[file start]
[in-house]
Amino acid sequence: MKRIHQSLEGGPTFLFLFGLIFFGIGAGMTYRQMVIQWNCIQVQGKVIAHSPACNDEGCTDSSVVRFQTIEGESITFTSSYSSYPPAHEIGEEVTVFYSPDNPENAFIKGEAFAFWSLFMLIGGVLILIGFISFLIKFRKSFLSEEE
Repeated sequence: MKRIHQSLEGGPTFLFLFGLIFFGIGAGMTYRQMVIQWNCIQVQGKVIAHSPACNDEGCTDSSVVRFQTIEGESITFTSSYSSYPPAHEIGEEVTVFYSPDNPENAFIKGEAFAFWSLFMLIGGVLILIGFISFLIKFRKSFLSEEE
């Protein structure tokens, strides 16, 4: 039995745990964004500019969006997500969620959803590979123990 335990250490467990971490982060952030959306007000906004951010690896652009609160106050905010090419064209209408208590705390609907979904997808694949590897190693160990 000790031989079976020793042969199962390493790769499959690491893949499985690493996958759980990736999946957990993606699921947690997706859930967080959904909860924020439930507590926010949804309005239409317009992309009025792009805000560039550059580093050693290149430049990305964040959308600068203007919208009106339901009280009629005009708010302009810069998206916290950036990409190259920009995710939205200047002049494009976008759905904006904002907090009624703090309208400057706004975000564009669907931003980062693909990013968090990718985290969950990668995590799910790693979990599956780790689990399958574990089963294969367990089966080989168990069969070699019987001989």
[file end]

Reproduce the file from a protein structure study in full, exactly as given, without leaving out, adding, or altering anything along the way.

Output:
[in-house]
Amino acid sequence: MKRIHQSLEGGPTFLFLFGLIFFGIGAGMTYRQMVIQWNCIQVQGKVIAHSPACNDEGCTDSSVVRFQTIEGESITFTSSYSSYPPAHEIGEEVTVFYSPDNPENAFIKGEAFAFWSLFMLIGGVLILIGFISFLIKFRKSFLSEEE
Repeated sequence: MKRIHQSLEGGPTFLFLFGLIFFGIGAGMTYRQMVIQWNCIQVQGKVIAHSPACNDEGCTDSSVVRFQTIEGESITFTSSYSSYPPAHEIGEEVTVFYSPDNPENAFIKGEAFAFWSLFMLIGGVLILIGFISFLIKFRKSFLSEEE
């Protein structure tokens, strides 16, 4: 039995745990964004500019969006997500969620959803590979123990 335990250490467990971490982060952030959306007000906004951010690896652009609160106050905010090419064209209408208590705390609907979904997808694949590897190693160990 000790031989079976020793042969199962390493790769499959690491893949499985690493996958759980990736999946957990993606699921947690997706859930967080959904909860924020439930507590926010949804309005239409317009992309009025792009805000560039550059580093050693290149430049990305964040959308600068203007919208009106339901009280009629005009708010302009810069998206916290950036990409190259920009995710939205200047002049494009976008759905904006904002907090009624703090309208400057706004975000564009669907931003980062693909990013968090990718985290969950990668995590799910790693979990599956780790689990399958574990089963294969367990089966080989168990069969070699019987001989």